I think that ‘Mod’ more probably had multiple births, but certainly there were an awful lot of Mods, Jewish and gentile, in and around Stamford Hill. They would go to music venues further up towards Tottenham, like Loyola Hall (now some sort of Christian mission centre) where The Who played early on, and the Club Noreik at Seven Sisters -as you can see at the end of this clip of Unit 4 + 1 playing there in ’66. (click on flyer to watch clip)
Rita and Benny’s shop carried lasted for 25 years. They finally closed it in 1984, partly, it seems, because of ill-health. Barry Service kept in touch with them for a short while but doesn’t know what became of them. Nor do I. There’s only one photo I’ve found of Rita (attached), thanks to Penny Reel, and one of her and Benny with Larry Cunningham in Billboard magazine’s archives. I’d like to know more. Black music in Britain owes quite a lot to them, and it is about time they were celebrated. Stars of Stamford Hill. One day there should be a Blue Plaque outside Top Pizza . . .
PS: Stamford Hill in Song
The link below should take you to a song that has a tangential relationship to Stamford Hill Mods, or at least to Marc Bolan, ‘The King of Stamford Hill’. An oddity, whose significance, if it has any, is that it was co-written by David Bowie and Gary Oldham, and is the only song I know that is about Stamford Hill. Here’s the story, from Nicholas Pegg’s ‘The Complete David Bowie’.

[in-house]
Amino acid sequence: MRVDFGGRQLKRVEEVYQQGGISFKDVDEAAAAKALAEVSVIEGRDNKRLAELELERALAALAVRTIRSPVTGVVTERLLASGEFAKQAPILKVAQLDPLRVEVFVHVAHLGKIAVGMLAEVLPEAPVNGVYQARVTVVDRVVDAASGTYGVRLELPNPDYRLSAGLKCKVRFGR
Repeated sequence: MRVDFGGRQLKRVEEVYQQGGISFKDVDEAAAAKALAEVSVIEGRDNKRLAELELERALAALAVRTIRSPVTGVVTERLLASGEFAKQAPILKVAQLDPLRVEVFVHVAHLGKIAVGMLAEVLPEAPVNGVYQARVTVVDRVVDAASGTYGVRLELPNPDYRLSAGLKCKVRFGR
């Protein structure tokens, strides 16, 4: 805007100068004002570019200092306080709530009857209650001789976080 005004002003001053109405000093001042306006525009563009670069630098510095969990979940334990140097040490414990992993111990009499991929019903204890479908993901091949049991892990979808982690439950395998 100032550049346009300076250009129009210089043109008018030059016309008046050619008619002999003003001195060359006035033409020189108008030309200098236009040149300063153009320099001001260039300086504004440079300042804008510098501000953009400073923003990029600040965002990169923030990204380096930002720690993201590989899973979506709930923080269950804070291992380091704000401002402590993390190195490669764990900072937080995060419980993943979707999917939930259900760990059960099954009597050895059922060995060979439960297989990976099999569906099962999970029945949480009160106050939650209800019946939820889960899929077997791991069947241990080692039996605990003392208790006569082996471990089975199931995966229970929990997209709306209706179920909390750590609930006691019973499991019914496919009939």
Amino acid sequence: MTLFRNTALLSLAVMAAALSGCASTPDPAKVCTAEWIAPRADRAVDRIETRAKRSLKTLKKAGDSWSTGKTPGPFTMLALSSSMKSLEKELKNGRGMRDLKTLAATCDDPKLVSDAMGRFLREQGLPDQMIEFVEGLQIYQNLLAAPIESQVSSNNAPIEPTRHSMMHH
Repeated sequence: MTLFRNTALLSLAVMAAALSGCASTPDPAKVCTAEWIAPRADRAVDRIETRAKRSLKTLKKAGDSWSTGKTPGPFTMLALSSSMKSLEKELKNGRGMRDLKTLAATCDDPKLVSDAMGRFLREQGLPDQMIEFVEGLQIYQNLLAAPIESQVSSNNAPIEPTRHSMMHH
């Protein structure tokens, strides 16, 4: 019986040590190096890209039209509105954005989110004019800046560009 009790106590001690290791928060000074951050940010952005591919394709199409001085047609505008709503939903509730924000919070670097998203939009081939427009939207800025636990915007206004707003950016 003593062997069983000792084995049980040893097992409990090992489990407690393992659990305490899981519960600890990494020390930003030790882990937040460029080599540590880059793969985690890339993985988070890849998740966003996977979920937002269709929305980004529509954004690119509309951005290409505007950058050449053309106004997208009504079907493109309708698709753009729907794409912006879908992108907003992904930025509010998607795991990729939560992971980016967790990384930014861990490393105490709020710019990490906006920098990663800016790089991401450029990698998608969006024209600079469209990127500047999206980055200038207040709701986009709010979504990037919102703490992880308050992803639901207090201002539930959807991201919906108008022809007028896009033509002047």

"Before Tin Machine got off the ground in the summer of 1988, Bowie and his new collaborator Reeves Gabrels toyed with the idea of an album based on Steven Berkoff's 1983 cockney melodrama West. The project was abandoned, but the only completed demo, 'The King Of Stamford Hill', was salvaged for Gabrels's 1995 solo album The Sacred Squall Of Now.
"Most of the track was re-recorded in 1995," he told Record Collector, "with the exception of David's vocal, which I took off the demo and then manipulated and altered in a variety of ways." With Berkoffian obscenities aplenty and a cockney 'running commentary' provided by David's Basquiat co-star Gary Oldman, the result sounds like a punked-up variant of Blur's 1994 hit 'Parklife', replete with customary chains of squealing guitar sound from Gabrels. Dispensable."
Bowie and Bolan were, sometimes, rivals, and why else would Bowie and Oldman write a song about Stamford Hill? But Marc Bolan had been dead for ten years when it was written. Odd, as I say. Musically awful, anyway, and lyrically not to be played in front of the children (the lyrics are online HERE). I’m sure it should be ‘marshes’, not ‘marches’ as the place where the singer is taking his army – as in Lea Valley.
The intro, intoned before the dreadful guitar, is ‘Stamford Hill/ Four square miles of shit.’ Which is wrong, on both counts, Rita and Benny being among the many proofs.